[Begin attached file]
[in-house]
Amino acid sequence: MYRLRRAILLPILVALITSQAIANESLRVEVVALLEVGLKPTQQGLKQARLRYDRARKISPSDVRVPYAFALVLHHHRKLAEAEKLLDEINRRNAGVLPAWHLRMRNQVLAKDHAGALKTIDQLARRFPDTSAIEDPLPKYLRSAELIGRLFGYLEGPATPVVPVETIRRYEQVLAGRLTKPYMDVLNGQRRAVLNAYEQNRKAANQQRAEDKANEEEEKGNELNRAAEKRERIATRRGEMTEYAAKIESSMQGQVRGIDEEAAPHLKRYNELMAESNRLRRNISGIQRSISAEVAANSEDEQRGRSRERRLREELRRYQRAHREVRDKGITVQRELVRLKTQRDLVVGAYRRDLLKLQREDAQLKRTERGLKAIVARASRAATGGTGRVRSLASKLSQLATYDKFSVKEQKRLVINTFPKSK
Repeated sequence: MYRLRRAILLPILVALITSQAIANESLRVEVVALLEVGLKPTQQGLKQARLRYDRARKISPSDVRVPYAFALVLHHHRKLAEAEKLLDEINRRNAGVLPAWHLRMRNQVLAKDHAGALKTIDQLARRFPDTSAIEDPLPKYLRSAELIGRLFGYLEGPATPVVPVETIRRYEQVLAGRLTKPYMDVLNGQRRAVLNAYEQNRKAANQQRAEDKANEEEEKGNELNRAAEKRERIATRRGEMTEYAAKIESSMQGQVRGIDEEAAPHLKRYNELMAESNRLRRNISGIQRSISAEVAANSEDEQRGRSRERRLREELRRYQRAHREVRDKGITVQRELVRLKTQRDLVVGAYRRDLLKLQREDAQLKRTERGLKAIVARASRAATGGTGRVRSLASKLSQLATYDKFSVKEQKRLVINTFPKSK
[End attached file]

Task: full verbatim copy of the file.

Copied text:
[in-house]
Amino acid sequence: MYRLRRAILLPILVALITSQAIANESLRVEVVALLEVGLKPTQQGLKQARLRYDRARKISPSDVRVPYAFALVLHHHRKLAEAEKLLDEINRRNAGVLPAWHLRMRNQVLAKDHAGALKTIDQLARRFPDTSAIEDPLPKYLRSAELIGRLFGYLEGPATPVVPVETIRRYEQVLAGRLTKPYMDVLNGQRRAVLNAYEQNRKAANQQRAEDKANEEEEKGNELNRAAEKRERIATRRGEMTEYAAKIESSMQGQVRGIDEEAAPHLKRYNELMAESNRLRRNISGIQRSISAEVAANSEDEQRGRSRERRLREELRRYQRAHREVRDKGITVQRELVRLKTQRDLVVGAYRRDLLKLQREDAQLKRTERGLKAIVARASRAATGGTGRVRSLASKLSQLATYDKFSVKEQKRLVINTFPKSK
Repeated sequence: MYRLRRAILLPILVALITSQAIANESLRVEVVALLEVGLKPTQQGLKQARLRYDRARKISPSDVRVPYAFALVLHHHRKLAEAEKLLDEINRRNAGVLPAWHLRMRNQVLAKDHAGALKTIDQLARRFPDTSAIEDPLPKYLRSAELIGRLFGYLEGPATPVVPVETIRRYEQVLAGRLTKPYMDVLNGQRRAVLNAYEQNRKAANQQRAEDKANEEEEKGNELNRAAEKRERIATRRGEMTEYAAKIESSMQGQVRGIDEEAAPHLKRYNELMAESNRLRRNISGIQRSISAEVAANSEDEQRGRSRERRLREELRRYQRAHREVRDKGITVQRELVRLKTQRDLVVGAYRRDLLKLQREDAQLKRTERGLKAIVARASRAATGGTGRVRSLASKLSQLATYDKFSVKEQKRLVINTFPKSK